* * *
— Rev. Archibald Miller MILLOY, Secretary General of “United Bible Societes” (GREAT BRITAIN)
The United Bible Societies (UBS) considers it a great honour to have been invited to attend the Synod as a Special Guest. The United Bible Societies traces theclose collaboration it enjoys with the Catholic Church at parish, national and global level to the promulgation of the Dogmatic Constitution on Divine Revelation, Dei Verbum, the fruit of the Second Vatican Council. Dei Verbum gave Catholic Christians the explicit commission to work on Bible translations, and to do so in collaboration with their sisters and brothers of other denominations. Specifically, the call within Dei Verbum that “Easy access to Sacred Scripture should be providedfor all the Christian faithful” has seen the UBS complete 134 translations in collaboration with the Catholic Church over these past 40 years. The Instrumentum Laboris is surely right when it says such ‘easy access’ is a prerequisite for mission today. It is therefore to be regretted that in only 438 of the world’s 7,000 languages is there a translation of the complete Bible. The UBS is currently involved in 646 translation projects world-wide.
During the Synod, the UBS will sign a new Joint Partnership with the Catholic Biblical Federation to give testimony to the growing collaboration that is enjoyed by the two organisations today. Indeed, many, many Catholics are now active members of Bible Societies across the world. The Synod was made aware of a new project, ‘May They Be One’ -launched recently by the Episcopal Commission for the Biblical Apostolate (ECBA) of the Catholic Bishops’ Conference of the Philippines and the Bible Society in that country.[Original text: English]
— H. E. MARK [Sergej Golovkov], Bishop of Yegorievsk, Vice-President of the Department for Foreign Ecclesiastical Relations of the Patriarchate of Moscow (RUSSIAN FEDERATION)
As the representative of the Russian Orthodox Church I would like to tell you about my historical experience tied to the theme of the Sacred Scriptures.
From the moment of its conversion to Christianity, in the 10th Century, Russia has received the Holy Scriptures in its own language. Since then, faith in Christ was indissolubly connected to the study of the Bible. The first book printed in Russia was the “Apostle” — a liturgical book containing the Book of Acts and the Letters of the Holy Apostles. With the evolution of the spoken word, even the text in the Slav translation was changed gradually. The Orthodox Church believes that it is important for the Holy Scriptures to be available to all. Reading the Bible in the Church during liturgical functions, however, represents the most valid way of hearing it. Together with the availability of Biblical texts, the main principle for their understanding is achieving the tradition. Orthodox theology does not deny new studies concerning the sacred texts. Despite this, we believe that the interpretation of the Biblical texts is closely connected to explanations left to us by the Fathers of the Church. Faithfulness to tradition is the sure path that helps one from losing oneself in the many opinions. Our Church does not exclude other paths for the encounter between today’s man with the Book of Books. Especially, during the last few years, recordings with readings from the Gospel and from the Psalms have been produced. The same thing has happened with materials for children: these are evangelical texts adapted to children’s understanding and stories on the events in Sacred History.[Original text: Italian]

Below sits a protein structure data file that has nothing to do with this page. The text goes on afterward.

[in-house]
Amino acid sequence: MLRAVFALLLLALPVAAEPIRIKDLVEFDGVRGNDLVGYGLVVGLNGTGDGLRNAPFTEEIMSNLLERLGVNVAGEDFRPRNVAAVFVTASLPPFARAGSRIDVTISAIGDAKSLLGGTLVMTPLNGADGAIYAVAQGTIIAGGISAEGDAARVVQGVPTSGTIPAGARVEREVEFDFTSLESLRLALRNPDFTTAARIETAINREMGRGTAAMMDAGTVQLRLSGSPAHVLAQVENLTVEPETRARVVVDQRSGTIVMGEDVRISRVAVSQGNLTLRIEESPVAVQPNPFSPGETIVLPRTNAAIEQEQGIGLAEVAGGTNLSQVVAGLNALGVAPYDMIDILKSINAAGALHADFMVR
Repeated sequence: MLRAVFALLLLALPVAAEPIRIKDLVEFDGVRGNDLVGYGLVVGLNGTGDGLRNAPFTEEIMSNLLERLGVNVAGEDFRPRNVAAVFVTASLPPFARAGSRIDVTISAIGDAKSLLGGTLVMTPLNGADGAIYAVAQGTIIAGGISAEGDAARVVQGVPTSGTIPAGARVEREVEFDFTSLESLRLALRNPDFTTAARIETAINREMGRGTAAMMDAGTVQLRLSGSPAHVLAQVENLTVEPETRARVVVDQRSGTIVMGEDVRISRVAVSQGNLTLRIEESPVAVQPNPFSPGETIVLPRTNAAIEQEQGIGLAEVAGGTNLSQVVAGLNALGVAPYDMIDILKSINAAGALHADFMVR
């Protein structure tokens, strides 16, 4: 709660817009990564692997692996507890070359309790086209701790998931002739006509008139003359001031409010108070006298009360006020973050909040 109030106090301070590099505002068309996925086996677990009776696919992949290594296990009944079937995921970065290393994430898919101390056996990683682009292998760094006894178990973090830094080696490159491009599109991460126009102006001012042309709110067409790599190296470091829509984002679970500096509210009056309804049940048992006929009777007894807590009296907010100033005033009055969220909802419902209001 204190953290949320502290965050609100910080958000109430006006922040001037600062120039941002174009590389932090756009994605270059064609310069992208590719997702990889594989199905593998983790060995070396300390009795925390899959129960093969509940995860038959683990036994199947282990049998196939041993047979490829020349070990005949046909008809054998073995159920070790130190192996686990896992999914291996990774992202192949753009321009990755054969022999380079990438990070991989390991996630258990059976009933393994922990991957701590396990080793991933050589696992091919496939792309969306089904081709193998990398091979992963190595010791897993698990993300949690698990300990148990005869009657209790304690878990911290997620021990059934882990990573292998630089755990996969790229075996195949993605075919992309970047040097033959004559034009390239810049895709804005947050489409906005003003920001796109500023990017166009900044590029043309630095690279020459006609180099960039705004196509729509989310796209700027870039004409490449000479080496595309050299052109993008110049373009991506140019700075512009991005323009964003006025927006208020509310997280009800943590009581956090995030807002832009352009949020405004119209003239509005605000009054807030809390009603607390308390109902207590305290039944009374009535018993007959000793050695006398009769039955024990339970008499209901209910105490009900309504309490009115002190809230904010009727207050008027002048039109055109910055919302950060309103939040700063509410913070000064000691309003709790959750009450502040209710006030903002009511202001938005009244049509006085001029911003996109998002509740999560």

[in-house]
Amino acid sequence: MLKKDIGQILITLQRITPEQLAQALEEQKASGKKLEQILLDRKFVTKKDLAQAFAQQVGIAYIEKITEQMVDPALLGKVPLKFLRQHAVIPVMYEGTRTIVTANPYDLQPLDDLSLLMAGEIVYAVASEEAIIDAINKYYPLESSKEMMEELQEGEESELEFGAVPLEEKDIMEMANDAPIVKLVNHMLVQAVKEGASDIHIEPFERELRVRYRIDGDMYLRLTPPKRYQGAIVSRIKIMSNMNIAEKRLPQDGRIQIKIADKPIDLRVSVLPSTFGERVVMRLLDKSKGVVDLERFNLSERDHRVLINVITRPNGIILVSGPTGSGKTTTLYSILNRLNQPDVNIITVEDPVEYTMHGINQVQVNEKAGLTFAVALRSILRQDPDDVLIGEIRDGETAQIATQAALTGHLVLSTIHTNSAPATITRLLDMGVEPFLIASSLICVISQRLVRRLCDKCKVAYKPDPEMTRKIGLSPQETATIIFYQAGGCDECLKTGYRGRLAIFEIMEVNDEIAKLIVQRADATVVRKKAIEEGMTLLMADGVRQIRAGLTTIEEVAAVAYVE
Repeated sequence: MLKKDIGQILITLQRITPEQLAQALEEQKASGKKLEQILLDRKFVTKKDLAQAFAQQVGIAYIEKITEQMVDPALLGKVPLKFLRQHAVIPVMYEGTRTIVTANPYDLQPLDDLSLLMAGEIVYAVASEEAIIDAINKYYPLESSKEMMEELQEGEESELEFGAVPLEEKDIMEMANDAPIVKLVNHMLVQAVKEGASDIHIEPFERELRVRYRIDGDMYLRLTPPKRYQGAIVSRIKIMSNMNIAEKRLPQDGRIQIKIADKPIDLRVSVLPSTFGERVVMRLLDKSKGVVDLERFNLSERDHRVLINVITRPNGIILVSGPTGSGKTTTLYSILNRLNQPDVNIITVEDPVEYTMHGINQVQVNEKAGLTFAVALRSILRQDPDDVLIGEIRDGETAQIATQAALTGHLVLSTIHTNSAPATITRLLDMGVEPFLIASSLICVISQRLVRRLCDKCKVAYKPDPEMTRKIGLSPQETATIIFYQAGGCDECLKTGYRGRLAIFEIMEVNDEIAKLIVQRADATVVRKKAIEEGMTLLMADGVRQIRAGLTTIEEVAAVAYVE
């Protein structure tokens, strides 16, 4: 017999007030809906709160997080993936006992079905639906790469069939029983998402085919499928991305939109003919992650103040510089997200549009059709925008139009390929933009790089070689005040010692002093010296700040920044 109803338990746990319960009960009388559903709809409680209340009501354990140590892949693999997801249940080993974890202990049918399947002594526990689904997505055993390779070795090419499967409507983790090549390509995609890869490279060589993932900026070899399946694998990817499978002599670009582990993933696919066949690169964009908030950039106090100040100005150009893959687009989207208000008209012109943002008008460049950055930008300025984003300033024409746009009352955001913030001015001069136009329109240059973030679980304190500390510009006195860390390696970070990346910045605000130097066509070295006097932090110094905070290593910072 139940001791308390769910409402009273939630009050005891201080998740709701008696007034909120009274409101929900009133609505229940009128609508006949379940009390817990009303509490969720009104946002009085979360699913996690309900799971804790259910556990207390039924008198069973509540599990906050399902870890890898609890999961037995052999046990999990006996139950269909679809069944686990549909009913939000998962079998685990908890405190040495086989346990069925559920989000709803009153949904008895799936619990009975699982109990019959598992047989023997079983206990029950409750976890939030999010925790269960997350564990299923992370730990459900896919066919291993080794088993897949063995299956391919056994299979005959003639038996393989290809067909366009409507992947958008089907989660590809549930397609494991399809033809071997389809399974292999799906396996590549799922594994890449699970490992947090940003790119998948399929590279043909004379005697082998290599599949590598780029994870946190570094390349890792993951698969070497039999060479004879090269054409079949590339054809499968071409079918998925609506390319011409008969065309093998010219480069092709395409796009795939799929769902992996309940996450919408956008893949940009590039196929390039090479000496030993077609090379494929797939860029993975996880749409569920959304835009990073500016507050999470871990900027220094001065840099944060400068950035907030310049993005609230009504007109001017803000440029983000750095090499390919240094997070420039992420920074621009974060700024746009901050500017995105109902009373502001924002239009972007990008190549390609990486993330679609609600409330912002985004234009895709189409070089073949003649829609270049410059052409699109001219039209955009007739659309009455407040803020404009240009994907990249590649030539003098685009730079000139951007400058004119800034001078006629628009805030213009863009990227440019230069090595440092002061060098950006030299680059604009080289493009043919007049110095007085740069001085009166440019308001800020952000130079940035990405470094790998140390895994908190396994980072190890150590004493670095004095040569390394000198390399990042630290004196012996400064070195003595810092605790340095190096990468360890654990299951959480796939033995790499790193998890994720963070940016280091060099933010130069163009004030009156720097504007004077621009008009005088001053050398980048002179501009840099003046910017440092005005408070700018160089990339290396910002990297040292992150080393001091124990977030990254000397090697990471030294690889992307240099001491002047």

— H. E. SILUAN [Ciprian Şpam], Archbishop of Orthodoxa Romena Church of Italy (ITALY)
First of all we would like to express a warm greeting to all the bishops and delegates present at the XII Assembly of the Synod of Bishops of the Catholic Church, having arrived from all over the world, united in these days in Rome.
The theme of this Synod is “The Word of God in the Life and Mission of the Church”. There is a common concern in our Churches to underline and reassert the role that the Divine Word has in the missionary dynamics at the beginning of the 21st century. In this sense, we would like to let you know with joy, that our Romanian Orthodox Church, through the unanimous voice of its bishops, has declared the year 2008 as the “Jubilee Year of Holy Scripture and of Holy Liturgy”. This underlines the organic and inseparable connection between the Sacred Scripture and the Holy Liturgy, between the Word of God and the Holy Eucharist. The entire liturgical treasures of the Orthodox Church are deeply marked by the words of the Holy Scriptures that penetrate prayer and the hymns the faithful hear during the various celebrations they participate in.